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By Craig Friderichs

The most dramatic mHealth moments of 2012

The most dramatic mHealth moments of 2012

Yesterday, the Mobile World Live team launched the most dramatic mobile moments of 2012. We thought it only fitting for the GSMA mHealth team to end with a similar, dramatic ending to 2012. We’ve been trawling our websites, talking to people in the know and here is our list of dramatic moments to end another busy year.

In May, the U.S. telecommunications regulator announced plans to set aside spectrum to connect wireless medical devices for more convenient health monitoring or “Medical Body Area Networks”. Two spectrum bands for devices allow for doctors to monitor a patient’s vital signs at home or in hospital via low-cost wearable sensors. We wouldn’t be far off by quoting Neil Armstrong: “One small step for man, one giant leap for mankind”.

Another win for the U.S. was the House and Senate committee members’ agreement to amend legislation that would allow the FDA to go ahead with plans to regulate mobile medical apps. Hopefully this puts to bed the numerous reports and social media discussing how crowded app markets are with potentially harmful products.

The President of Smart Communications was quoted as saying: “… The role of the traditional telecom has become obsolete. In the digital era telecoms need to evolve into multimedia, intelligent companies.” To rebuff that, a number of mobile operators have invested significantly into healthcare: Japan’s Docomo, together with Omron Healthcare, a leading supplier of medical devices and services, invested into a subsidiary to offer a range of mobile enabled products and services. Vodafone is partnering with specialist firm Exco Intouch to launch a service that they say will enable pharmaceutical companies and researchers to better collect data from participants’ mobile phones during clinical trials. U.S. operator Verizon announced an equity investment in Nanthealth, a U.S. firm that is developing health services based on a combination of mobile devices, cloud computing and fibre network technology.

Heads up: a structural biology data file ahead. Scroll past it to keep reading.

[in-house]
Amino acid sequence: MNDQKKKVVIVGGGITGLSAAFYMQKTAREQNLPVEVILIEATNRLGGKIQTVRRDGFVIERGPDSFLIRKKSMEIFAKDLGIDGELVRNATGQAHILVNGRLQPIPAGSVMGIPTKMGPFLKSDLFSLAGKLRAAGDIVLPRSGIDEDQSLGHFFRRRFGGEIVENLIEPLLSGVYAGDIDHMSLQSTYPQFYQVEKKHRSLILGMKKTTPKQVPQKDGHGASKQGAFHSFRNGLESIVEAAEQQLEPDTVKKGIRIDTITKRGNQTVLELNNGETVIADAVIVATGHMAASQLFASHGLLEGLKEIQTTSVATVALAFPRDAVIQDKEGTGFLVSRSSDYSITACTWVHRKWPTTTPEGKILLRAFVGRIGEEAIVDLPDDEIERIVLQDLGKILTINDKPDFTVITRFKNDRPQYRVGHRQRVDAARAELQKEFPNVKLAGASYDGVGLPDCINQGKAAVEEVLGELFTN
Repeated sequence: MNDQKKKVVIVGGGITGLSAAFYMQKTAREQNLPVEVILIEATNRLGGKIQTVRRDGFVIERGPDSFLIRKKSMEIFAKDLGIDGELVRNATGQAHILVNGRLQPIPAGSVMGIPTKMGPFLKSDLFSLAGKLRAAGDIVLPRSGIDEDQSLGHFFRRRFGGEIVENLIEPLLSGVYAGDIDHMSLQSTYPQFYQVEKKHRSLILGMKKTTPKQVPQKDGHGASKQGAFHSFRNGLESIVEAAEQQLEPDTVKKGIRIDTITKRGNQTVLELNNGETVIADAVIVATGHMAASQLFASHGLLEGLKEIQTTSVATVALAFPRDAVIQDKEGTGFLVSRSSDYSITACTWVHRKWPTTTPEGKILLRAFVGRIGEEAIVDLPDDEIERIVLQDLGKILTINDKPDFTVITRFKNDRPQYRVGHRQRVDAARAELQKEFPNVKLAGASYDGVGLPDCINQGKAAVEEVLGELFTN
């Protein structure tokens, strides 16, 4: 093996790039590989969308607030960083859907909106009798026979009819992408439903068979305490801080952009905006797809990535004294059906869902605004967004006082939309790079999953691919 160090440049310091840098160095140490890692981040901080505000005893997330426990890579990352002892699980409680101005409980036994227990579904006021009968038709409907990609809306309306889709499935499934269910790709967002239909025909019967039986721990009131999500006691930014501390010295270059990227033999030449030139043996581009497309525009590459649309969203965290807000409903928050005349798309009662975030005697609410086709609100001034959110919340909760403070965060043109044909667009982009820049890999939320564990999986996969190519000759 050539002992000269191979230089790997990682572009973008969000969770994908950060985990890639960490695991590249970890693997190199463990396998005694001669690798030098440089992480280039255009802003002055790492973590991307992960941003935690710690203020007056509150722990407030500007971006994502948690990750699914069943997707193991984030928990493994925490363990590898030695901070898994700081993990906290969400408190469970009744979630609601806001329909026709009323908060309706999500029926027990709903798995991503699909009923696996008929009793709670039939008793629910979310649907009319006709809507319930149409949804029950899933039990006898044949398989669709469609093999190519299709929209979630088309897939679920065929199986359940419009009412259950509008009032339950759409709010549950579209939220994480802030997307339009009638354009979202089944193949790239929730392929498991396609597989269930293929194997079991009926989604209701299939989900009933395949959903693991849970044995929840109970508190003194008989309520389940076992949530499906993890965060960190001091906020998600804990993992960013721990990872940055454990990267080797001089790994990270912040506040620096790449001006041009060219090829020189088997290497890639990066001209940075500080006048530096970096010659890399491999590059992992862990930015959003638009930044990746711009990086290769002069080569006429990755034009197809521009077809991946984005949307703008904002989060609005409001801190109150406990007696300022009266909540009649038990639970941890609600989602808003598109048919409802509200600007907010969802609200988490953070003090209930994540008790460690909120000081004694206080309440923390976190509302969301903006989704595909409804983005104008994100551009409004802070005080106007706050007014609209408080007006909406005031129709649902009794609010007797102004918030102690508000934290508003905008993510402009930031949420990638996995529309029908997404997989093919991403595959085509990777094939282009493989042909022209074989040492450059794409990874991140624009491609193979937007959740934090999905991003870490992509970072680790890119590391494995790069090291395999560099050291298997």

On the evidence front, mHealth’s ability to influence behavioural change seems to be gaining recognition but the jury is still out on the health economics of mHealth. What results can we expect to see in 2013 from the more than 220 [globally] registered RCTs in 2012?

With WellDoc paving the way for reimbursed health services supported by mobile, 2012 saw a handful of other companies successfully entering into agreements with payers and providers.

With a busy year almost behind us, we’re hoping that 2012 has been an incredibly good year for all GSMA partners, friends and colleagues.


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